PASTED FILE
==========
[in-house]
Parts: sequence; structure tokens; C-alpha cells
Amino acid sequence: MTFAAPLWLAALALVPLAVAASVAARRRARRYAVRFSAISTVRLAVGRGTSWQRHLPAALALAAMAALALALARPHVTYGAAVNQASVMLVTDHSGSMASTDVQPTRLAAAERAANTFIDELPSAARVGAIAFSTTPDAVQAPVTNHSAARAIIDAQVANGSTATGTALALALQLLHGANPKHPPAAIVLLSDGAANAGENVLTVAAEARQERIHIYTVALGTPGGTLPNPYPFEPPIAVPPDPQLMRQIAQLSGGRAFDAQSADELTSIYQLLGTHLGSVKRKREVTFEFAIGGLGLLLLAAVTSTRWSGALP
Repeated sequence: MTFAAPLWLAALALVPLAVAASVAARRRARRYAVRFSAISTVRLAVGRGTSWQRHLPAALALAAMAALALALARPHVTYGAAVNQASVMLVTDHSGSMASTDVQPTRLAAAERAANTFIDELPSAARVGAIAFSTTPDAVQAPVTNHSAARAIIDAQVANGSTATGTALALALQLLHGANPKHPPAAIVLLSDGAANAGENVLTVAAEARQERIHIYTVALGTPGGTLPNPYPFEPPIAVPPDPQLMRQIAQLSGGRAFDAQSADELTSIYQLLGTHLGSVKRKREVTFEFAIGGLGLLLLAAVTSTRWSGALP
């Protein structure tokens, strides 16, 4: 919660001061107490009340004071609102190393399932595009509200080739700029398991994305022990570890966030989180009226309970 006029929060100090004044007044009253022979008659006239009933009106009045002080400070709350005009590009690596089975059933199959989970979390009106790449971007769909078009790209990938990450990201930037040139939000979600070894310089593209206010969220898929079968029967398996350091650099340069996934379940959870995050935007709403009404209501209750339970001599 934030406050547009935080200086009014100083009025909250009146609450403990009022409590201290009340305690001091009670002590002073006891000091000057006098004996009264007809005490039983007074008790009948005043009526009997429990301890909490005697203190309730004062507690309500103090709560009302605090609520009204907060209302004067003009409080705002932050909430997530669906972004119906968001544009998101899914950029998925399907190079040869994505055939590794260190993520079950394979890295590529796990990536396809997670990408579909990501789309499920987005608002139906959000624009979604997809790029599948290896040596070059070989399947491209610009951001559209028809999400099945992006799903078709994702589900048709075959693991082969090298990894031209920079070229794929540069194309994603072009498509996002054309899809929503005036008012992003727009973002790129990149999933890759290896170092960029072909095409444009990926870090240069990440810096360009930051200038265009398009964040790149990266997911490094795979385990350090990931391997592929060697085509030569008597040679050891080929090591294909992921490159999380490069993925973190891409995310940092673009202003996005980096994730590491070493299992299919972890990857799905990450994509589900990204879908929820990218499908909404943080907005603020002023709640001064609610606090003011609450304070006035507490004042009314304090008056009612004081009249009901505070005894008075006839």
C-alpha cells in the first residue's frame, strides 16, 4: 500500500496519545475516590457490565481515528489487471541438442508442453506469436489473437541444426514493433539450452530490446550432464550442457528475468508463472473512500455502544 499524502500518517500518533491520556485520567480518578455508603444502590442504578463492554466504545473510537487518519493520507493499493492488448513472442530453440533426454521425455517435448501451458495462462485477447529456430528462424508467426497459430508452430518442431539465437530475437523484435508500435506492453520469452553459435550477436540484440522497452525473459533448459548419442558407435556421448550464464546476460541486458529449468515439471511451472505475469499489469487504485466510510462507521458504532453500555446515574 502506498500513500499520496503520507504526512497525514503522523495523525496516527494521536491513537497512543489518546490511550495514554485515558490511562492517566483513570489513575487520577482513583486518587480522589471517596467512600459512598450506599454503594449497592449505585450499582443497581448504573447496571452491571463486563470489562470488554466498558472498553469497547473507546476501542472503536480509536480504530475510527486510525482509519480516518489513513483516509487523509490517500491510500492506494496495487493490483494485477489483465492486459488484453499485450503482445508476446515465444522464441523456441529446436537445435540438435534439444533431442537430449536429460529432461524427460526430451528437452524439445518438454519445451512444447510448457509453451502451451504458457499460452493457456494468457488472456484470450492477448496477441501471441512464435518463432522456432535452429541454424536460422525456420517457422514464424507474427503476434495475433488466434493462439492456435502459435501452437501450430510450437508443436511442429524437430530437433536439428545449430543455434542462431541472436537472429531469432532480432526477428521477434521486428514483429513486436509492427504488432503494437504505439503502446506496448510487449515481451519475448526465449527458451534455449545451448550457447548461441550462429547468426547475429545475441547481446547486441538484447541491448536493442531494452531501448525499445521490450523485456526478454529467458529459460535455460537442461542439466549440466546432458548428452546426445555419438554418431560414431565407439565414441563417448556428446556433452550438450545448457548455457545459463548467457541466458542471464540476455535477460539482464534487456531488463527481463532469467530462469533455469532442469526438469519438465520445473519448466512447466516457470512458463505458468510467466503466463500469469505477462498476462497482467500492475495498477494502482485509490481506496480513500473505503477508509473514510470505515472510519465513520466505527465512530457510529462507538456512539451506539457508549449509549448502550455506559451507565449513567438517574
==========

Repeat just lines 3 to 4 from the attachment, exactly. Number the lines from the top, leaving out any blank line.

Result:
Amino acid sequence: MTFAAPLWLAALALVPLAVAASVAARRRARRYAVRFSAISTVRLAVGRGTSWQRHLPAALALAAMAALALALARPHVTYGAAVNQASVMLVTDHSGSMASTDVQPTRLAAAERAANTFIDELPSAARVGAIAFSTTPDAVQAPVTNHSAARAIIDAQVANGSTATGTALALALQLLHGANPKHPPAAIVLLSDGAANAGENVLTVAAEARQERIHIYTVALGTPGGTLPNPYPFEPPIAVPPDPQLMRQIAQLSGGRAFDAQSADELTSIYQLLGTHLGSVKRKREVTFEFAIGGLGLLLLAAVTSTRWSGALP
Repeated sequence: MTFAAPLWLAALALVPLAVAASVAARRRARRYAVRFSAISTVRLAVGRGTSWQRHLPAALALAAMAALALALARPHVTYGAAVNQASVMLVTDHSGSMASTDVQPTRLAAAERAANTFIDELPSAARVGAIAFSTTPDAVQAPVTNHSAARAIIDAQVANGSTATGTALALALQLLHGANPKHPPAAIVLLSDGAANAGENVLTVAAEARQERIHIYTVALGTPGGTLPNPYPFEPPIAVPPDPQLMRQIAQLSGGRAFDAQSADELTSIYQLLGTHLGSVKRKREVTFEFAIGGLGLLLLAAVTSTRWSGALP